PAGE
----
Oh, internal flights of Ethiopia, how I miss you. You were so cheap, largely punctual, relatively fast, surprisingly efficient, and quite comfortable. It has been but a week without you, but to my arse and back and peace of mind, it feels like an eternity. Oh, internal flights of Ethiopia, I wish you were just as cheap in Uganda, but alas, you are not.
As a profession of my love for you, let me enlighten you with some of my woes since we have been parted. On our last day together we flew from Addis Ababa to Nairobi, an easy two hour flight but it was a late one and by the time we arrived in our hotel room it was 2:30 AM and we were exhausted.
The next day Anne had an interview at 10:00 AM Alaska time but as you know this was 10:00 PM Kenya time so we got to bed past 11. The next morning we awoke at 5:45 AM to be at the bus stand at 6:30, half an hour before our expected departure. Alas, Akamba Bus Lines completely lacks your punctuality, speed, and efficiency. The latest you ever were was one hour, but Akamba had the audacity to depart our station three hours late. Anne and several other customers tried in vain to get our money back or at the very least some information from the employees as to when the bus would actually show up, but their customer service more than pales in comparison to your customer service. You were always friendly and helpful whether it was purchasing flights or giving us free passes to your Sheba Miles Lounge. They just taunted us by saying our bus would be here shortly only for us to all move outside into the rain for an hour and a half. One employee said the bus was still at the shop, another it was on the way, and yet another that it was picking up passengers in a different part of town. They didn’t have a computer to track information, nor did anyone seem willing to give accurate information over the phone. Oh, internal flights, how we missed you this day. We missed you in those three hours we waited for the bus to actually arrive. We missed you when we stopped for some inexplicable road block for an hour and a half. We missed you when each 10 minute break turned into a 45 minute stop. And we really missed you when we arrived in Kampala, Uganda at 2:45 AM, almost eight hours past our original ETA. That was the last time we dared take an Akamba bus, unlike you, who we recommend to everyone.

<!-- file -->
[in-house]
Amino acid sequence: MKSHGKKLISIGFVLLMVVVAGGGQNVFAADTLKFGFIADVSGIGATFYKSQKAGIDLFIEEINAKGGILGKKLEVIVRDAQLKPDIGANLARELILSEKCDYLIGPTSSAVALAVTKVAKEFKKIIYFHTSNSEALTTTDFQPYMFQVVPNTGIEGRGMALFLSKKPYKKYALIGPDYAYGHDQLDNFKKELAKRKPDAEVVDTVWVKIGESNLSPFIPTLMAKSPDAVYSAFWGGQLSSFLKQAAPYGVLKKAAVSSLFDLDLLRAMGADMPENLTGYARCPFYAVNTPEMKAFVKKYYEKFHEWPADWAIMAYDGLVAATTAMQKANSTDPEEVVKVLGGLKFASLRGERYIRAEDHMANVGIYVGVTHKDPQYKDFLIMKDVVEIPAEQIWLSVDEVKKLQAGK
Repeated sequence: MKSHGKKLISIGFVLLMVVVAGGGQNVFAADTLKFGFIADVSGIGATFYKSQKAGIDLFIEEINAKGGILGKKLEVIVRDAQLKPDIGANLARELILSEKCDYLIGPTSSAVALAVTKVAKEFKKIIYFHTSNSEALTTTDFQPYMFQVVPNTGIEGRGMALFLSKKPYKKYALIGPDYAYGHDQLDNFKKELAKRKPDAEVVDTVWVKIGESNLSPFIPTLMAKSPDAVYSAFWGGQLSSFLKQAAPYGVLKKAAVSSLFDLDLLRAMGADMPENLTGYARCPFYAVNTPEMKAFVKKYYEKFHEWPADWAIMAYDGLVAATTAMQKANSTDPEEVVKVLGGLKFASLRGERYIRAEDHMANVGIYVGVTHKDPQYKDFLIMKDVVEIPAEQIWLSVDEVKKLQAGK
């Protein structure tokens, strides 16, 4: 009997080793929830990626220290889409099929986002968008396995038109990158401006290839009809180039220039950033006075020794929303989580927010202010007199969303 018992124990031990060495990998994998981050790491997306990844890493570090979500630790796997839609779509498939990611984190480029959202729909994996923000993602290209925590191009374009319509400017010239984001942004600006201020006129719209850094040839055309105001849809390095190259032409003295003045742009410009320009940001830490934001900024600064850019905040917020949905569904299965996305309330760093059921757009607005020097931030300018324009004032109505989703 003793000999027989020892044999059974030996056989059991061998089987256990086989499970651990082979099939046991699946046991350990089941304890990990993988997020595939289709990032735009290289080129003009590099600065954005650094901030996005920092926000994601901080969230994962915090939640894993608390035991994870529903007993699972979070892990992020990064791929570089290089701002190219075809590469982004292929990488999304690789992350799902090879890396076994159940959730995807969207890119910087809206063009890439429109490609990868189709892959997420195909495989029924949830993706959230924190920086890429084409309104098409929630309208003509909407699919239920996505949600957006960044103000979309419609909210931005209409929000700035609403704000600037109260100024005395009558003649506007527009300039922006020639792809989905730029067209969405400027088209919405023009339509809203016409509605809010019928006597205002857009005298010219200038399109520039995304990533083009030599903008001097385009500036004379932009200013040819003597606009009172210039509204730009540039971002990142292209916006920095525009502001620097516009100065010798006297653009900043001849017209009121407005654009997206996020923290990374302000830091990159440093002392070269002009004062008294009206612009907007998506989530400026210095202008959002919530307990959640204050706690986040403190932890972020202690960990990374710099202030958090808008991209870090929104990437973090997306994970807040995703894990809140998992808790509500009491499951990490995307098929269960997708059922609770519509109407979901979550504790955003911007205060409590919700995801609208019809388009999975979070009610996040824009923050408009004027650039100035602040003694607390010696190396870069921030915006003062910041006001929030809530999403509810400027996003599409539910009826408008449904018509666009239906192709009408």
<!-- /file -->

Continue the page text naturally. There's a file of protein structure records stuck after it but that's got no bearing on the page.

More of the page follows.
The next day without you was even worse. We slept as long as we could but checkout was at 10 AM so we groggily made our way to the Uganda Wildlife Authority to purchase gorilla tracking permits while they were on sale. That part went smoothly, but as the park we were headed to was pretty far south, we thought it best to leave this day to ensure we got there in time. We boarded a bus to Kabale around 1:30 PM and it actually left the bus stand only an hour later. However, it seemed to take 20 minutes to inch our way to the end of the bus stand before finally crawling through the crowded city streets. Within minutes we heard what sounded like a gunshot, but of course it was only our bus blowing a tire, so we headed to a petrol station and 45 minutes later we were on our way. We didn’t get very far. Alas, internal flights of Ethiopia, we had some major engine problems. We sat on the side of the road for an hour and a half while some of the bus employees tinkered for a while, then while they called a mechanic from Kampala, then while we waited for the mechanic to arrive, then while the mechanic tried to fix the bus. We finally piled back in and headed on our way. We only made it about seven more minutes before the bus broke down again. At this point it was 7 PM and we were probably less than 50 kilometers from Kampala. Anne and I lost all faith in the bus actually making it any further this evening so we decided to just eat the cost of this bus ticket and flag down a minibus taxi to take us to the next town where we could try a different bus in the morning. We asked to get our backpacks out of the boot and were promptly ignored. Then some nice Ugandans helped us ask the bus employees and they were also ignored. Then we were told they lost the key to the boot. Seriously. Or that the driver left with it. Then the police arrived and everyone was demanding their money back. At the very least, we just wanted our luggage. We helped search for the key but it was the lowest priority for the bus workers who were intent on banging heavy tools around under the engine. Finally, over an hour later the key to the boot was located. We grabbed our bags and ran. Within minutes we flagged down a minibus, tied our bags to the roof, and were off. We made it two major cities away, to Mbarara around midnight and got dropped off at a guest house near the bus stand. There must have been a Christian revival going on next door because gospel music was blaring into our room and they said they didn’t have any other rooms further away from the noise. Luckily it stopped around 12:30 AM just as we were ready to sleep. Ethiopia Airlines, you never played such music late at night. And you fed us.